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Jean-Michel Basquiat

Basquiat was a precocious child who learned how to read and write by age four and was a gifted artist. His teachers noticed his artistic abilities, and his mother encouraged her son's artistic talent. By the age of eleven, Basquiat could fluently speak, read, and write French, Spanish, and English.

When he was eleven years old, his mother was committed to a mental institution and thereafter spent time in and out of institutions. Basquiat dropped out of Edward R. Murrow High School in the tenth grade. At 15, Basquiat ran away from home. He slept on park benches in Washington Square Park.

In 1976, Basquiat and friend Al Diaz began spray-painting graffiti on buildings in Lower Manhattan, working under the pseudonym SAMO. The designs featured inscribed messages such as "Plush safe he think.. SAMO" and "SAMO as an escape clause." On December 11, 1978, the Village Voice published an article about the graffiti. When Basquiat & Diaz ended their friendship, The SAMO project ended with the epitaph "SAMO IS DEAD," inscribed on the walls of SoHo buildings in 1979.

Continuing his activities as a graffiti artist, Basquiat often incorporated words into his paintings. Before his career as a painter began, he produced punk-inspired postcards for sale on the street, and became known for the political–poetical graffiti. He would often draw on random objects and surfaces, including other people's property. On one occasion Basquiat painted his girlfriend's dress with the words "Little Shit Brown".

The conjunction of various media is an integral element of Basquiat's art. His paintings are typically covered with text and codes of all kinds: words, letters, numerals, pictograms, logos, map symbols, diagrams and more.

Basquiat often painted in expensive Armani suits and would even appear in public in the same paint-splattered suits.

A major reference source used by Basquiat throughout his career was the book Gray's Anatomy, which his mother gave to him while in the hospital at age seven. It remained influential in his depictions of internal human anatomy, and in its mixture of image and text. Other major sources were Henry Dreyfuss Symbol Sourcebook, Leonardo Da Vinci's notebooks, and Brentjes African Rock Art.

In 1980, Basquiat starred in O'Brien's independent film Downtown 81, originally titled New York Beat. That same year, Basquiat discovered Andy Warhol, while he was eating at a restaurant. Basquiat presented Warhol samples of his work, and Warhol was stunned by Basquait's genius and allure. The men later collaborated.

That same year, Basquiat participated in The Times Square Show, a multi-artist exhibition sponsored by Collaborative Projects Incorporated (Colab) and Fashion Moda. In 1981, Rene Ricard published "The Radiant Child" in Artforum magazine,which brought Basquiat to the attention of the art world.

In late 1981, he joined the Annina Nosei gallery in SoHo. By 1982, Basquiat was showing regularly alongside other Neo-expressionist artists including Julian Schnabel, David Salle, Francesco Clemente, and Enzo Cucchi. He was represented in Los Angeles by the Larry Gagosian gallery and throughout Europe by Bruno Bischofberger. He briefly dated then-aspiring performer, Madonna, in late 1982. That same year, Basquiat also worked briefly with musician and artist David Bowie.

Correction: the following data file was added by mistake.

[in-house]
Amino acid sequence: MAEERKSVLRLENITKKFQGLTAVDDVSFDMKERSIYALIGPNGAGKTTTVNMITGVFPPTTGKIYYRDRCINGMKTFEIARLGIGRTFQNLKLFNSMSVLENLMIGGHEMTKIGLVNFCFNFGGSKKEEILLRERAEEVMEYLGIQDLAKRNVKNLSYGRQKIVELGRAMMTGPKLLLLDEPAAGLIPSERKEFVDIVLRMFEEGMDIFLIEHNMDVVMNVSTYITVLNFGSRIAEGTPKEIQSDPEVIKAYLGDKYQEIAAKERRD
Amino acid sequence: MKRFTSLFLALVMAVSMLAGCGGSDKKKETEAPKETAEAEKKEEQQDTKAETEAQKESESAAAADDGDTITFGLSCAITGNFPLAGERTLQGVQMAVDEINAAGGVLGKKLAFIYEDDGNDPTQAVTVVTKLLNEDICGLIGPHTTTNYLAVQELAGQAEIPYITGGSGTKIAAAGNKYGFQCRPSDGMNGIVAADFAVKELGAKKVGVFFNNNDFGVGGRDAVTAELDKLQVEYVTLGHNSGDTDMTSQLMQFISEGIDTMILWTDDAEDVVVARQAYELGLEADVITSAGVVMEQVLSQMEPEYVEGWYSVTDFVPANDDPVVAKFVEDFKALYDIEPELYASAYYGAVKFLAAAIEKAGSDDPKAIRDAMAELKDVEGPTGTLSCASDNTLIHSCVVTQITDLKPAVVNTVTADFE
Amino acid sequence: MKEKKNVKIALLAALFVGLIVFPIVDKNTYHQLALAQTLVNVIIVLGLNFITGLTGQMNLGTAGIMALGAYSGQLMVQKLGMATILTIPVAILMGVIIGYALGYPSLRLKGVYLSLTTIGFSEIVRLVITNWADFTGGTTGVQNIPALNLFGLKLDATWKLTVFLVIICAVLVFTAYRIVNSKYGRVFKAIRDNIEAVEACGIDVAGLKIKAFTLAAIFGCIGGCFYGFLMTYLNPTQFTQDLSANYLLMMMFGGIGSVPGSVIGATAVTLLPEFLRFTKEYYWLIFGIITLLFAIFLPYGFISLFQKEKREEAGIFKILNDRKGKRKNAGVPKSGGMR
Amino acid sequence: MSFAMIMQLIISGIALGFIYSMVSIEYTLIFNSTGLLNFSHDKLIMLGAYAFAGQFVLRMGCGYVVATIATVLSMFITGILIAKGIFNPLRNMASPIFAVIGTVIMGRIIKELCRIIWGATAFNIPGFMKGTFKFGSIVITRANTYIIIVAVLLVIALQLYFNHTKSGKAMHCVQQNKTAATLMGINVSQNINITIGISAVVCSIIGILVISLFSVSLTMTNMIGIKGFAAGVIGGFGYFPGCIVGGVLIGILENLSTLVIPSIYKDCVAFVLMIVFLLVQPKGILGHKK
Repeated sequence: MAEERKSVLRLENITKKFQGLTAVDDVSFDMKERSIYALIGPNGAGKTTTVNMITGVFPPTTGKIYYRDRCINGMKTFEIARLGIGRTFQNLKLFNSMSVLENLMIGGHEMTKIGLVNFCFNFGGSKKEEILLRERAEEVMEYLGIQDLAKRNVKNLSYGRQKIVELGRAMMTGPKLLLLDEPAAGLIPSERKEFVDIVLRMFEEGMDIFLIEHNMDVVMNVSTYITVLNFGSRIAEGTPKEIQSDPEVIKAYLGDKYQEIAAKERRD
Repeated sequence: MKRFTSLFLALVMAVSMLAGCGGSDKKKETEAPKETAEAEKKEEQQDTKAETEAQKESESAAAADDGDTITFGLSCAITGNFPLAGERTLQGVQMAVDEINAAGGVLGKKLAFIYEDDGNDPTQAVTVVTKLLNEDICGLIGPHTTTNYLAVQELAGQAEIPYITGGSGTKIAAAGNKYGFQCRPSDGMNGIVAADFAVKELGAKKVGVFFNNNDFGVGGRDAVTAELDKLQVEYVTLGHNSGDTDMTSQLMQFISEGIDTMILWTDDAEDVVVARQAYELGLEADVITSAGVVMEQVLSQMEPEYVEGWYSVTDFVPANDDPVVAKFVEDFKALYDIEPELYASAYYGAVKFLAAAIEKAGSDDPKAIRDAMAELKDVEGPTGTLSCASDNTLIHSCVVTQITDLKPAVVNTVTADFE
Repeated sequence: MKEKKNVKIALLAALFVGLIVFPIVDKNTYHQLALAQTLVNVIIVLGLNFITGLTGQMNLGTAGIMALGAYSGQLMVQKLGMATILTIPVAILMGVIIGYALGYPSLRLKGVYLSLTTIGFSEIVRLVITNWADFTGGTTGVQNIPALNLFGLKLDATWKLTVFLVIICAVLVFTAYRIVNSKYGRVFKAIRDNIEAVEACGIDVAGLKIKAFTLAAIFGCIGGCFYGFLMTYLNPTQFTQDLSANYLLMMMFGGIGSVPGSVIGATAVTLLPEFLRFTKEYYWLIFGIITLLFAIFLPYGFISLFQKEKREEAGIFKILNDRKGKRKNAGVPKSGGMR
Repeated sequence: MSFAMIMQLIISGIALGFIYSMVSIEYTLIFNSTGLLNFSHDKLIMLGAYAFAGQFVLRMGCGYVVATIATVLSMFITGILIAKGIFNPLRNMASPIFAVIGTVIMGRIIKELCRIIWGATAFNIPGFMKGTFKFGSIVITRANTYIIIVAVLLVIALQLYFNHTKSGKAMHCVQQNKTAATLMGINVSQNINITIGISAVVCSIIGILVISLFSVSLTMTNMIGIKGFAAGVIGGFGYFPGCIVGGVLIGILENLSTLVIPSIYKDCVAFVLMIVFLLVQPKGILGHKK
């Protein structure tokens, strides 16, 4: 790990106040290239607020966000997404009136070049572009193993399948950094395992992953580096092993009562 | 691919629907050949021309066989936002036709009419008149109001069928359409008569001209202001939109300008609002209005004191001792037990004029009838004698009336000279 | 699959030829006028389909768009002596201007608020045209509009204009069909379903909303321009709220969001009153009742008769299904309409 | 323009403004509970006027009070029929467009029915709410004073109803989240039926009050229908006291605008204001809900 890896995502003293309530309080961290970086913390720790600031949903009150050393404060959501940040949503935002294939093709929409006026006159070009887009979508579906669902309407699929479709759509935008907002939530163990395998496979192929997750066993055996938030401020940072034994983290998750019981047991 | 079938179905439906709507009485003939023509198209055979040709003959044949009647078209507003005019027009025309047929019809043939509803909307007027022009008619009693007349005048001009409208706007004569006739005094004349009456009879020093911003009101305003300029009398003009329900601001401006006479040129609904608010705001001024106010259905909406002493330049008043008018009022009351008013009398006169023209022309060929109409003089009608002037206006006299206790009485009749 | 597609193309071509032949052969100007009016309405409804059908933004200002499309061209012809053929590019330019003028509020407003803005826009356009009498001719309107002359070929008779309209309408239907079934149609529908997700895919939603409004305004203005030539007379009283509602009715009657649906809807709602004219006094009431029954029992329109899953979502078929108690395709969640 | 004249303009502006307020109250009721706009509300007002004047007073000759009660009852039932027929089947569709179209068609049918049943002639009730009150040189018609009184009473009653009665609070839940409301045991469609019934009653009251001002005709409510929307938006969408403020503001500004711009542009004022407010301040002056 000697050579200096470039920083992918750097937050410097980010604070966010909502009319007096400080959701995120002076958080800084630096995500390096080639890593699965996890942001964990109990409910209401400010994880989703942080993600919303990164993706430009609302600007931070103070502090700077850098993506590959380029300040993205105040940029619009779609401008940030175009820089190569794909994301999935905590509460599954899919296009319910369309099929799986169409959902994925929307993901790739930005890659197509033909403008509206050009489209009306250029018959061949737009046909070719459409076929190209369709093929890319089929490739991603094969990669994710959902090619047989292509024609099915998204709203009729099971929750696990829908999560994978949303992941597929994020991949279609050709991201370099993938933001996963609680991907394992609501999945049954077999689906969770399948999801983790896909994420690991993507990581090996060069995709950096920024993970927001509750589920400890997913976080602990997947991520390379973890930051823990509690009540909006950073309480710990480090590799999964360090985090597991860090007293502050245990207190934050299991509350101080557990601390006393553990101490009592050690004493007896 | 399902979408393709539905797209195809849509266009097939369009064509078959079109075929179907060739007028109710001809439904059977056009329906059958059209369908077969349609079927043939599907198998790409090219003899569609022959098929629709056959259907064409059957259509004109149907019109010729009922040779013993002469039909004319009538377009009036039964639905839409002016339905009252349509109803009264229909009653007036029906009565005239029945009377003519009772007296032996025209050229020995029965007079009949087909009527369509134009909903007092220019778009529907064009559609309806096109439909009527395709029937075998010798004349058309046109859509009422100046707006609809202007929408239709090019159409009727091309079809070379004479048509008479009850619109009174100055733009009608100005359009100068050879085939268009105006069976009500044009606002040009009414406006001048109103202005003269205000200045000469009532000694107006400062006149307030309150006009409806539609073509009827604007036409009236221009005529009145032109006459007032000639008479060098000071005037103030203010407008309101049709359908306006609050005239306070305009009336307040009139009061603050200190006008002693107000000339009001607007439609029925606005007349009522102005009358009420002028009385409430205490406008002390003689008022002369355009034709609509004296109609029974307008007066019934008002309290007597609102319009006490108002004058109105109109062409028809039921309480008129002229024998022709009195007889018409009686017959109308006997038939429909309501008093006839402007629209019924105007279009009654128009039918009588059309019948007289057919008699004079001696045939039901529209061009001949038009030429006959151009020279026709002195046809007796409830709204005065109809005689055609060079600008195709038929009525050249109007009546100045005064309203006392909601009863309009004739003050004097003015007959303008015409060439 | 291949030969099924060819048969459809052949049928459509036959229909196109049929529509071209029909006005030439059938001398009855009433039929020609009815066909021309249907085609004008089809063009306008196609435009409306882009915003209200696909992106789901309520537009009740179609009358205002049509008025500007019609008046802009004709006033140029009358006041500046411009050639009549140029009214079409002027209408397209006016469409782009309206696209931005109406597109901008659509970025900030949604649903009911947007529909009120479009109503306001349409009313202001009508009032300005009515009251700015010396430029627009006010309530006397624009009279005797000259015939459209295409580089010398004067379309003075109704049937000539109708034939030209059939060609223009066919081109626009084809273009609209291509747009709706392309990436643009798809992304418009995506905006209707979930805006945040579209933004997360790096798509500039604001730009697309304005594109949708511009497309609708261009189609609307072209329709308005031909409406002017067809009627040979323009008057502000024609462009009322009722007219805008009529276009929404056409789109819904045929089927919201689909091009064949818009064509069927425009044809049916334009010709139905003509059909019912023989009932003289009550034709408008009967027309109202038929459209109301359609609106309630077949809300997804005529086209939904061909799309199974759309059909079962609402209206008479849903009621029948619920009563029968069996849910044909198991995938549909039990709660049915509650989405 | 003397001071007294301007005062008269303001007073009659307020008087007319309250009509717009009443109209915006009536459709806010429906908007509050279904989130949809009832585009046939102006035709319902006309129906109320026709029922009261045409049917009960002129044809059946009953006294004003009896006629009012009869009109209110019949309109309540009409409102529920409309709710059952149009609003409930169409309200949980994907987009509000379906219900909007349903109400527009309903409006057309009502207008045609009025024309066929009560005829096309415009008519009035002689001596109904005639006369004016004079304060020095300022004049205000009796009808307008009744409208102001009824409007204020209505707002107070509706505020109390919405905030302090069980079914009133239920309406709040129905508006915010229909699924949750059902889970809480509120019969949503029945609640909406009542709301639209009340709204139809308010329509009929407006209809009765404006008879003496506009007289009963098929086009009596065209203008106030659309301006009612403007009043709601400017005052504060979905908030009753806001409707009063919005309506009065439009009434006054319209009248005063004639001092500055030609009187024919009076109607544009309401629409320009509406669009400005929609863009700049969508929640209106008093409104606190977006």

By 1986, Basquiat had left the Annina Nosei gallery, and was showing in the famous Mary Boone gallery in SoHo. On February 10, 1986, he appeared on the cover of The New York Times Magazine in a feature entitled "New Art, New Money: The Marketing of an American Artist". He was a successful artist in this period, but his growing heroin addiction began to interfere with his personal relationships.

When Andy Warhol died on February 22, 1987, Basquiat became increasingly isolated, and his heroin addiction and depression grew more severe. Despite an attempt at sobriety during a trip to Maui, Hawaii, Basquiat died on August 12, 1988, of a heroin overdose at his art studio in Great Jones Street in New York City's NoHo neighborhood. He was 27.

The first retrospective was the "Jean-Michel Basquiat" exhibition at the Whitney Museum of American Art from October 1992 to February 1993. It subsequently traveled to museums in Texas, Iowa, and Alabama from 1993 to 1994. The catalog for this exhibition, edited by Richard Marshall and including several essays of differing styles, was a groundbreaking piece of scholarship into Basquiat's work and still a major source. Another influential showing was the "Basquiat" exhibition at the Brooklyn Museum March–June 2005, which subsequently traveled to Los Angeles and Houston from 2005 to 2006.

Until 2002, the highest money paid for an original work of Basquiat's was $3,302,500, set on November 12, 1998 at Christie's. On May 14, 2002, Basquiat's Profit I (a large piece measuring 86.5"/220 cm by 157.5"/400 cm), owned by drummer Lars Ulrich of the heavy metal band Metallica, was set for auction again at Christie's. It sold for $5,509,500.

On November 12, 2008, at another auction at Christie's, Ulrich sold a 1982 Basquiat piece, Untitled (Boxer), for $13,522,500 to an anonymous telephone bidder.The record price for a Basquiat painting was made on May 15, 2007, when an untitled Basquiat work from 1981 sold at Sotheby's in New York for $14.6 million.

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